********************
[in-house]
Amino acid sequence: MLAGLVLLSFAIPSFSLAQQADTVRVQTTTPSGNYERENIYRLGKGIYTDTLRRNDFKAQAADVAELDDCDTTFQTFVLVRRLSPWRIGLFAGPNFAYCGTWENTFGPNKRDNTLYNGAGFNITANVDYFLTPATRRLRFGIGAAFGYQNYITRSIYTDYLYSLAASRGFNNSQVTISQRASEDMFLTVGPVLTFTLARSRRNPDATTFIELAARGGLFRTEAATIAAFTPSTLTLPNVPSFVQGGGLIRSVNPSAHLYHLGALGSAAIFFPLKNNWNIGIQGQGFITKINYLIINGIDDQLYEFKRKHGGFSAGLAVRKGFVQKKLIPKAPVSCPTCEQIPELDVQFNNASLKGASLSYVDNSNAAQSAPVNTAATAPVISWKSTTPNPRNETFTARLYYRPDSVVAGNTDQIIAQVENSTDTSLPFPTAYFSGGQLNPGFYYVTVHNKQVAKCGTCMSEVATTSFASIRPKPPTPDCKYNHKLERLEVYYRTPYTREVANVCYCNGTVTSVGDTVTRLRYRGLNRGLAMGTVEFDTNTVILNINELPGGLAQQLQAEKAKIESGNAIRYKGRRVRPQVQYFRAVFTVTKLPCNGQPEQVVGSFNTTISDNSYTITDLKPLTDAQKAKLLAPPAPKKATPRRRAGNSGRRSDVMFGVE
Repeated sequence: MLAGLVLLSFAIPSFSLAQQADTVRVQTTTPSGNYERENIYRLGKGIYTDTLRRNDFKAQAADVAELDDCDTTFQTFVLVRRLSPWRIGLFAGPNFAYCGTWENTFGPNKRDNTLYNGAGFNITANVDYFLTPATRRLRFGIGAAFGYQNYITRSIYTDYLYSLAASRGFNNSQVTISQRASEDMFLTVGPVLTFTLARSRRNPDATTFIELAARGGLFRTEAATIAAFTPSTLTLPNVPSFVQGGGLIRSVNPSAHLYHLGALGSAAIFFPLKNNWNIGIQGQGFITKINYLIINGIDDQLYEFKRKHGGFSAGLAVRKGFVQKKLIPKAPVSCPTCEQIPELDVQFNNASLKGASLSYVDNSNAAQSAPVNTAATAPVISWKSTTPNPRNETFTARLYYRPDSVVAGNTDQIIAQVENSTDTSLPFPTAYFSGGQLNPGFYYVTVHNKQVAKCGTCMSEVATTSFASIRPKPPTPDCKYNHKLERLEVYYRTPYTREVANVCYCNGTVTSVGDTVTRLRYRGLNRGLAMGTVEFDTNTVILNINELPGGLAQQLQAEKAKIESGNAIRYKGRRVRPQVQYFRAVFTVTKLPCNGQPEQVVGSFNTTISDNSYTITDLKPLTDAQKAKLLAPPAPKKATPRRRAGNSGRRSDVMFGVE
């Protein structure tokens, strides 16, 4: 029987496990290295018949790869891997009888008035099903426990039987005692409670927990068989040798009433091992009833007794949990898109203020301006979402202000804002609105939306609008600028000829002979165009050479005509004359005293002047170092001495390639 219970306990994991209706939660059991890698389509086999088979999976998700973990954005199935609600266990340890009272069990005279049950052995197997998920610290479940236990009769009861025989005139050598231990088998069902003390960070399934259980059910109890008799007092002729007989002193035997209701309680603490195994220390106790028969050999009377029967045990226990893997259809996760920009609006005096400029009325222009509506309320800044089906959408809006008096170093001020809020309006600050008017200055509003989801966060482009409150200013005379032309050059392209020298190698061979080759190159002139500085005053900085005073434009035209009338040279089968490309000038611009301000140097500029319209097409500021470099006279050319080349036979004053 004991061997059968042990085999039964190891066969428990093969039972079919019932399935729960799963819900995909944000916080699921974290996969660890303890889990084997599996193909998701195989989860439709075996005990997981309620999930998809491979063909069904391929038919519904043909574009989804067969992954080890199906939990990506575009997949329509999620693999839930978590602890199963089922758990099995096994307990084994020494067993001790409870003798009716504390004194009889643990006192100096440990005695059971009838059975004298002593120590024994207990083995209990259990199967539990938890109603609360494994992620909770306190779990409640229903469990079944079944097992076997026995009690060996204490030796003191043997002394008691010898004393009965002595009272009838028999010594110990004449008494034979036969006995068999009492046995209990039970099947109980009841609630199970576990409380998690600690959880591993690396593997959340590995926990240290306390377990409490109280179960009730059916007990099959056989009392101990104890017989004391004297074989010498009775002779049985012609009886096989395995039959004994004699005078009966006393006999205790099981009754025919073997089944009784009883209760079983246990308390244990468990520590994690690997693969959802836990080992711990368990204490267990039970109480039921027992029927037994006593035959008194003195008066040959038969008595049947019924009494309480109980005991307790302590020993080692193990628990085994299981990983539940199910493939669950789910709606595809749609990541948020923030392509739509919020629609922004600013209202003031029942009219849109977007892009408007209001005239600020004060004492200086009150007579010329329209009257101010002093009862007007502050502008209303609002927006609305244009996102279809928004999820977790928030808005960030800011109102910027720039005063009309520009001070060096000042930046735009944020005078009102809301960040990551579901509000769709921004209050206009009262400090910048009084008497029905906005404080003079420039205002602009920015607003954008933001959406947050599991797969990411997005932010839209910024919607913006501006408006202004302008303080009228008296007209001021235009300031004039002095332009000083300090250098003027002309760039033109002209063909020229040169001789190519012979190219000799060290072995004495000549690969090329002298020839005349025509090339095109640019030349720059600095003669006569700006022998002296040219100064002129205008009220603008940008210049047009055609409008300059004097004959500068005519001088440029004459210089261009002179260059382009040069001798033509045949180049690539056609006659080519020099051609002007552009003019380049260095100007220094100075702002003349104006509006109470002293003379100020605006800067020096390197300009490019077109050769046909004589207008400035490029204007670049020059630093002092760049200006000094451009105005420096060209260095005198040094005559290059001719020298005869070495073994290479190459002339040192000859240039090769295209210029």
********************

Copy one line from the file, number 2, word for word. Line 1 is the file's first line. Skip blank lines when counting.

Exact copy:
Amino acid sequence: MLAGLVLLSFAIPSFSLAQQADTVRVQTTTPSGNYERENIYRLGKGIYTDTLRRNDFKAQAADVAELDDCDTTFQTFVLVRRLSPWRIGLFAGPNFAYCGTWENTFGPNKRDNTLYNGAGFNITANVDYFLTPATRRLRFGIGAAFGYQNYITRSIYTDYLYSLAASRGFNNSQVTISQRASEDMFLTVGPVLTFTLARSRRNPDATTFIELAARGGLFRTEAATIAAFTPSTLTLPNVPSFVQGGGLIRSVNPSAHLYHLGALGSAAIFFPLKNNWNIGIQGQGFITKINYLIINGIDDQLYEFKRKHGGFSAGLAVRKGFVQKKLIPKAPVSCPTCEQIPELDVQFNNASLKGASLSYVDNSNAAQSAPVNTAATAPVISWKSTTPNPRNETFTARLYYRPDSVVAGNTDQIIAQVENSTDTSLPFPTAYFSGGQLNPGFYYVTVHNKQVAKCGTCMSEVATTSFASIRPKPPTPDCKYNHKLERLEVYYRTPYTREVANVCYCNGTVTSVGDTVTRLRYRGLNRGLAMGTVEFDTNTVILNINELPGGLAQQLQAEKAKIESGNAIRYKGRRVRPQVQYFRAVFTVTKLPCNGQPEQVVGSFNTTISDNSYTITDLKPLTDAQKAKLLAPPAPKKATPRRRAGNSGRRSDVMFGVE